CEDAR RAPIDS — When Paulette Clark wanted to become a hair dresser, she faced a challenge; the local cosmetology school, the Paris Academy, had never accepted a black student. It was 1970, and 20 years earlier the school, which later became Capri College, denied entrance to another black woman, Freda Long. Clark decided it was time for that to change. She called the school, and officials there agreed to let her enroll.
In July 1971, she opened Paulette’s House of Beauty at 1136 Ninth St. SE in the Oakhill Jackson neighborhood. The salon remained open for more than 30 years until she retired.
The story of Clark’s beauty salon is featured in “Untangling the Roots: The Culture of Black Hair,” an exhibit opening Saturday at the African American Museum of Iowa. The exhibit will remain up through next summer.
“It’s an honor. You do your work, and you just don’t think about people noticing what you’re doing,” Clark said of being included in the exhibit. “I’m proud to be from Cedar Rapids. I love people, and I love my work.”
African American Museum of Iowa curator Felicite Wolfe said salons like Clark’s are more than places to get a hair cut; they often served as places for community and conversation and are integral to black culture.
Long before salons became places of community, however, black hair was politicized in America. The exhibit is built around a timeline that starts in pre-slavery days in West Africa, where many ethnic groups treated hair a source of spiritual power, and hair dressers were highly respected members of society. Wolfe said slave traders knew this, and one of the first things they often did to people they were enslaving was to cut off their hair.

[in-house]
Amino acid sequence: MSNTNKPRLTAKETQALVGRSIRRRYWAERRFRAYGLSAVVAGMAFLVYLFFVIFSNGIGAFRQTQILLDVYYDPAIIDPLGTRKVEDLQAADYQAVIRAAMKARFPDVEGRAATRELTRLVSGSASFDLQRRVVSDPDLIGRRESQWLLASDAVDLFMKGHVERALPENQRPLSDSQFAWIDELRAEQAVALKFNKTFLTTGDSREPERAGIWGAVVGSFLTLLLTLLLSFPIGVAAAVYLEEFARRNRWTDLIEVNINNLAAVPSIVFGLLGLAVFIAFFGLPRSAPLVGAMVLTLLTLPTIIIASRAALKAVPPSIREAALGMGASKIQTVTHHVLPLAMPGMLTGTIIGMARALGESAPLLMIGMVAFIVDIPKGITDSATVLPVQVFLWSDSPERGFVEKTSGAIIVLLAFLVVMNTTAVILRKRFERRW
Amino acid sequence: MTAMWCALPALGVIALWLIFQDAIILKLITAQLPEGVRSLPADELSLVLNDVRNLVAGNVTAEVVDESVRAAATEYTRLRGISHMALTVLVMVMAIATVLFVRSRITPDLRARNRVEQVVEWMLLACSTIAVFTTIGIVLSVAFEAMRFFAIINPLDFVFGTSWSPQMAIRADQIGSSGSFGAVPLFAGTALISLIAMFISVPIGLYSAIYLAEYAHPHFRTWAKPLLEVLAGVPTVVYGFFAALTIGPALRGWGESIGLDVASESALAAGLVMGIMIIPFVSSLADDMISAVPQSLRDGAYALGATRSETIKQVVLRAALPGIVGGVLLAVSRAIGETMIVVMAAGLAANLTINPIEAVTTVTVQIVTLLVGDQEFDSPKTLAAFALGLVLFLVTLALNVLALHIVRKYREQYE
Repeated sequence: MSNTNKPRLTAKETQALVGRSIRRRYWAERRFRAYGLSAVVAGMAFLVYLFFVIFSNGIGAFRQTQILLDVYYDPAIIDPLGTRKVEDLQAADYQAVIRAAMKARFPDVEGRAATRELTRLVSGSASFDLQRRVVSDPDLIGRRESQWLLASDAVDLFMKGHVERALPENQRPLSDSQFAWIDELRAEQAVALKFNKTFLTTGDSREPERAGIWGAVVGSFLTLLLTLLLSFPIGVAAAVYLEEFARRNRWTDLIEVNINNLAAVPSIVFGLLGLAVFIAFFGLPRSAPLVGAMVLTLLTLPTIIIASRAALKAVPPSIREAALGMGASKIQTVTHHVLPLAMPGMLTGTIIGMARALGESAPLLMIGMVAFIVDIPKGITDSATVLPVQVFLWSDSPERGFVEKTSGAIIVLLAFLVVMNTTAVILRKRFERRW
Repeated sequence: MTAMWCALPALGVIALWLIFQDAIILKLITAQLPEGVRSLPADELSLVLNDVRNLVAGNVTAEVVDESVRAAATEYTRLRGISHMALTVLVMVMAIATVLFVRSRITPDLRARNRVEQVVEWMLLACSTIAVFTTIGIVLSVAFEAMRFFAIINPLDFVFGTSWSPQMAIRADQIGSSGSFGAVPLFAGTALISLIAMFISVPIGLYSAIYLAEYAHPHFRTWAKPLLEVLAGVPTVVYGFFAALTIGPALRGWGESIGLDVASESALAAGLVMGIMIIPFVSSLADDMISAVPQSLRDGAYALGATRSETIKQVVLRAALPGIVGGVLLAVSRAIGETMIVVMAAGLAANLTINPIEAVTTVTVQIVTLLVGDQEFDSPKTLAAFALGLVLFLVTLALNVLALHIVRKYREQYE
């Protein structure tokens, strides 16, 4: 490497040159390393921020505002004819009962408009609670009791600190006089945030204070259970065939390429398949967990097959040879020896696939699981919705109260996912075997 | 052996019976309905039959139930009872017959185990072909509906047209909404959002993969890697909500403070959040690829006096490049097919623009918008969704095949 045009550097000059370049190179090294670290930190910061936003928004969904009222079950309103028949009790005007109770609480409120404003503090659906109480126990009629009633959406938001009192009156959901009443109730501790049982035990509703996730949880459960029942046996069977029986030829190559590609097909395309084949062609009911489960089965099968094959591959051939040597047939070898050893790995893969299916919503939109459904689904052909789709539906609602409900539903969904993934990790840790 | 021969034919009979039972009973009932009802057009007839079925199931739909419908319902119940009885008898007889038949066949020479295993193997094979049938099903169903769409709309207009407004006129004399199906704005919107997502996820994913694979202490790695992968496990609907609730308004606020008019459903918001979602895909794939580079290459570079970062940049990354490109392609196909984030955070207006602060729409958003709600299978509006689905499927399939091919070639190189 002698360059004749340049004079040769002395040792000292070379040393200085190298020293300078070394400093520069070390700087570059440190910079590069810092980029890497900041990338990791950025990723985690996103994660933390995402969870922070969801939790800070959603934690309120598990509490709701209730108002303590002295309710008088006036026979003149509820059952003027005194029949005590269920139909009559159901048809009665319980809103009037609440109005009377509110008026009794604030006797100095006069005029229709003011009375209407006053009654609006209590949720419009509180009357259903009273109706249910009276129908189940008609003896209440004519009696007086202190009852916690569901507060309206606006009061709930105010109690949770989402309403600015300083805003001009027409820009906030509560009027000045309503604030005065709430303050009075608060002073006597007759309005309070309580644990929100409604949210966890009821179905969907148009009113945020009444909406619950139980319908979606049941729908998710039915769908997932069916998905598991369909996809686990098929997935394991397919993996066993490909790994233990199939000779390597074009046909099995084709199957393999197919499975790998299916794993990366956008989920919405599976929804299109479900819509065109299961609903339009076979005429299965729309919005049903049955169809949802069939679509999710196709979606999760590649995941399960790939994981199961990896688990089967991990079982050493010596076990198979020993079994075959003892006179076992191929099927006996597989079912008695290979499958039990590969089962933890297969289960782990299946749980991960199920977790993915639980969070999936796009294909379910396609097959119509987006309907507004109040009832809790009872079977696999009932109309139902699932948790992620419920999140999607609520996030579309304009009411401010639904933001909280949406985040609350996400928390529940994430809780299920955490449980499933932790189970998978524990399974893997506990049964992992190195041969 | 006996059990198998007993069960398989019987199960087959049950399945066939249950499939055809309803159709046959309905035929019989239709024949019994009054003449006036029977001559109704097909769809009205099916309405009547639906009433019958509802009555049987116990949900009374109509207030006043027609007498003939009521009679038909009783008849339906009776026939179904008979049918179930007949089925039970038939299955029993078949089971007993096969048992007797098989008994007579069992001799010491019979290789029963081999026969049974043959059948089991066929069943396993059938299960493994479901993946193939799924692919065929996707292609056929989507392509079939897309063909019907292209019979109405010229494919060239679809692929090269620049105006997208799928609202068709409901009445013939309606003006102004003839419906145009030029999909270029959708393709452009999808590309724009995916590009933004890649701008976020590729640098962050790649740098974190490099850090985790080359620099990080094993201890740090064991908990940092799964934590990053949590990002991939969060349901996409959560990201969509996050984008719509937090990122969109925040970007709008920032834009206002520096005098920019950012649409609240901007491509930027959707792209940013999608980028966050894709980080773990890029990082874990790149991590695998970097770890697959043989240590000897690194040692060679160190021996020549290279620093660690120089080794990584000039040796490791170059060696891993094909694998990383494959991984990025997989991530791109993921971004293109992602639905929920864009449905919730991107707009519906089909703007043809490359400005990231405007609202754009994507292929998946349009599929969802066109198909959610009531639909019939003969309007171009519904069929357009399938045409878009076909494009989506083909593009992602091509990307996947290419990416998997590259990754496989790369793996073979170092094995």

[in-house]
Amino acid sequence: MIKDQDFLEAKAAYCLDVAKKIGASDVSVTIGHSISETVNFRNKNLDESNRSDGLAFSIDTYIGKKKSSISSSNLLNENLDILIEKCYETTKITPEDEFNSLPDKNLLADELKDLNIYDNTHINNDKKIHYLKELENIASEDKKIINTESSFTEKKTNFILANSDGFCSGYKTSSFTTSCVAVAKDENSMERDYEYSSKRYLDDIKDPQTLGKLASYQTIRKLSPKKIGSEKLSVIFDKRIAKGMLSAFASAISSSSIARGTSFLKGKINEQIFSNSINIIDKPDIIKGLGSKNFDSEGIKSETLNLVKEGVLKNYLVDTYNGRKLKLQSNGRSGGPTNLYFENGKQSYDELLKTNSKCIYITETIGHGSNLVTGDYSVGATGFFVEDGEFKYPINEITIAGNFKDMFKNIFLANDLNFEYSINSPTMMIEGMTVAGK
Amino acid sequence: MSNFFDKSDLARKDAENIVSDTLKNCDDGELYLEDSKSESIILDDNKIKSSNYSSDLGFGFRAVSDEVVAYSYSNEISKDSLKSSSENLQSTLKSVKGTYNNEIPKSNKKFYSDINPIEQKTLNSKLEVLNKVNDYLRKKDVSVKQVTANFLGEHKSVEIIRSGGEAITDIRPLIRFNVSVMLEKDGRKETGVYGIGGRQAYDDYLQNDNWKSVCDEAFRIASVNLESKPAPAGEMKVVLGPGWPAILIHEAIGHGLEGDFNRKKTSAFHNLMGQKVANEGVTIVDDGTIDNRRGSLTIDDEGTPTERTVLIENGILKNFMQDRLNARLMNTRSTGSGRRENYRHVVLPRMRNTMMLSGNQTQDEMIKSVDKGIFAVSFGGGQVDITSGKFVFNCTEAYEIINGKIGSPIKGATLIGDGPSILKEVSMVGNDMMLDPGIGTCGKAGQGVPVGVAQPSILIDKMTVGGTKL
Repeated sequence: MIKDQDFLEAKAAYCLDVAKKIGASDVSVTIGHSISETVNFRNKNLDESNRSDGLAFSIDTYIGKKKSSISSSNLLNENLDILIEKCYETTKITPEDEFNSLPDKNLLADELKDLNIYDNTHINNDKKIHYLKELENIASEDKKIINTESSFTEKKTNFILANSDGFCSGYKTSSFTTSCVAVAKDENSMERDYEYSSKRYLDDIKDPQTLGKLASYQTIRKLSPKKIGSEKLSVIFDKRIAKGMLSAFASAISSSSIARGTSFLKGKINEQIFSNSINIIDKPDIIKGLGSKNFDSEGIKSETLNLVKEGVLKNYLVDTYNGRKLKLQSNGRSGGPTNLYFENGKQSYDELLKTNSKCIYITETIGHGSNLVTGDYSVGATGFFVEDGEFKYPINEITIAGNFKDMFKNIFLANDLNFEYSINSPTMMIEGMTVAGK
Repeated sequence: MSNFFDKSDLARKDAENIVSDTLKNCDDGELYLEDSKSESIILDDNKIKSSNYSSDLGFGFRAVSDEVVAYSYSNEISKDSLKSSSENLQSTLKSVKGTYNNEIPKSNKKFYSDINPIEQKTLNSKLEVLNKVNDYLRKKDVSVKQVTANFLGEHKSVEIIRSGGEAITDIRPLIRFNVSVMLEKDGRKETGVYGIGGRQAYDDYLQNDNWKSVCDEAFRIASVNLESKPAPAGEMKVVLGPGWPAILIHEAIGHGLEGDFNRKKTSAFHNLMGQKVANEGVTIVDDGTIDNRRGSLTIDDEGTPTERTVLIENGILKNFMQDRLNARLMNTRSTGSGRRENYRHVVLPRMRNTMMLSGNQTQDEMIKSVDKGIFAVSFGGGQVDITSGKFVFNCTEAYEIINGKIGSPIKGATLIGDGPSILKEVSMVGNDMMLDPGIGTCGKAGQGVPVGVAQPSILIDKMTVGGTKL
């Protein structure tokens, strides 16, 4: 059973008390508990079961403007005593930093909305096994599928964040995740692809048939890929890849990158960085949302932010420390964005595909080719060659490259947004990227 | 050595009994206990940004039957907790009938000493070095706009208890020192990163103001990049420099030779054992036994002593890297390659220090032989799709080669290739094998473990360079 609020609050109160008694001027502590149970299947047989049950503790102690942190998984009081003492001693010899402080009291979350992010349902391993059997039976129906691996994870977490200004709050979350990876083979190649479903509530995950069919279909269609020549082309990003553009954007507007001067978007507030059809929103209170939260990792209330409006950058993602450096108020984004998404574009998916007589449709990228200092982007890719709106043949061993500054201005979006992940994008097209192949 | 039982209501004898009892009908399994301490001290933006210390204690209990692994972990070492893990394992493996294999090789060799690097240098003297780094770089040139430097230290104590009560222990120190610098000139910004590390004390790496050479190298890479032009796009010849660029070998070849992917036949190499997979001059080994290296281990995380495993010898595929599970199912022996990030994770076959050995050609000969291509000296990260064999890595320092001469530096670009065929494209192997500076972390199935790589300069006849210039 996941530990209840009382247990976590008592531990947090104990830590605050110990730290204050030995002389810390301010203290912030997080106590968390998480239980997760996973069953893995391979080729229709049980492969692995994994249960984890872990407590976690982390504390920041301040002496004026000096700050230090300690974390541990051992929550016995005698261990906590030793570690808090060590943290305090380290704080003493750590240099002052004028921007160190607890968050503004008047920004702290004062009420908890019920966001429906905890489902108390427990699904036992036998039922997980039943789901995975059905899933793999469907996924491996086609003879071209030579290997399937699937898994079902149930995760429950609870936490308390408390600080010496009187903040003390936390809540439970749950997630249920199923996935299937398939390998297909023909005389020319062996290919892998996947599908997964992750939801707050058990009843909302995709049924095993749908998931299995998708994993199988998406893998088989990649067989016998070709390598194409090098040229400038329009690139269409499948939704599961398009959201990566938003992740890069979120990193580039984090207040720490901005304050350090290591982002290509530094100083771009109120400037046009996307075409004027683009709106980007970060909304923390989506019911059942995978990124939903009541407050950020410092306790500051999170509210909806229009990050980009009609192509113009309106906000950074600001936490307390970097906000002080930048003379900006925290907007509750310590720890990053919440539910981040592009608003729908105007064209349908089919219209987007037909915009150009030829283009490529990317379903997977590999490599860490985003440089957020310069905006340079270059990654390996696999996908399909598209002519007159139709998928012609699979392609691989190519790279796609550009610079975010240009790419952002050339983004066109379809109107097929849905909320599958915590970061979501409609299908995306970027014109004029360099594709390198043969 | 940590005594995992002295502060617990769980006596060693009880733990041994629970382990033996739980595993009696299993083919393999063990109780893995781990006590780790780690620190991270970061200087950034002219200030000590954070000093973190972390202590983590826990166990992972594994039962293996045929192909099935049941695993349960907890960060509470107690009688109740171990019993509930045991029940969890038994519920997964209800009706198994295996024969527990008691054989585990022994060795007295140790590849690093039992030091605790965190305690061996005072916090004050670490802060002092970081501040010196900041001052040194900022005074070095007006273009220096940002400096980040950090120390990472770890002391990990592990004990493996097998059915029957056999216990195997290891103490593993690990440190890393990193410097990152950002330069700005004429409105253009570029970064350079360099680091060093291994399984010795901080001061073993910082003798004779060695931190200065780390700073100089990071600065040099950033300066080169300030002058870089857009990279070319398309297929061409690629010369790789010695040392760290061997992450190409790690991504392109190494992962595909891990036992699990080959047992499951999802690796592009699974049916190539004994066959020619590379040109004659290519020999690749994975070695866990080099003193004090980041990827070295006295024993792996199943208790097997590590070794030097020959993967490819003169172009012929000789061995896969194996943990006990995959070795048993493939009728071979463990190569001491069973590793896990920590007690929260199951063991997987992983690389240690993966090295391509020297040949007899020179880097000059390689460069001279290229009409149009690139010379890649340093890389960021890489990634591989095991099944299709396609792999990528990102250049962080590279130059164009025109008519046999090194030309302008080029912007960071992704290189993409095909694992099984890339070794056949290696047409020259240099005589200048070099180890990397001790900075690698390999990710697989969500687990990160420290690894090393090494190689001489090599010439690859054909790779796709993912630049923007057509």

Under slavery and later under Jim Crow, she said black hair was policed and labeled “good” or “bad,” ideas that persist into the present. Under slavery, those with lighter skin and straighter hair were more likely to be given jobs in homes rather than in fields.
“The more European your features, the better off you were,” she said. “After the Civil War, European features were a way to get into mainstream white society.”
At the same time, hair and hair care provided economic opportunities for black women, as the black beauty industry grew in the 1910s and 1920s and women opened salons and created hair care products. That continued to be true for decades to come.
Clark had been working for 10 years at Collins Aerospace, where she helped build equipment for the Apollo space missions, when she decided to pursue a longtime dream.
“Beauty was something I always wanted to do. My mom said, ‘Do it, you’re always doing our hair!’ and then my husband said, ‘If you still want to go, go!.’ I approached Paris even though they weren’t taking black students,” she said. “I didn’t want to have to go to Des Moines.”
Still, she had to travel to a different program in Omaha to learn specific techniques for styling black hair; the Paris Academy didn’t teach those skills.
Clark said she only remembers encountering one instance of racism in her time at the Cedar Rapids school. The students would line up and wait to style customers as they came in to the training salon. One woman saw her stylist would be Clark and said she would like someone else. The other students refused to accommodate her demand, and the woman left rather than let Clark cut her hair.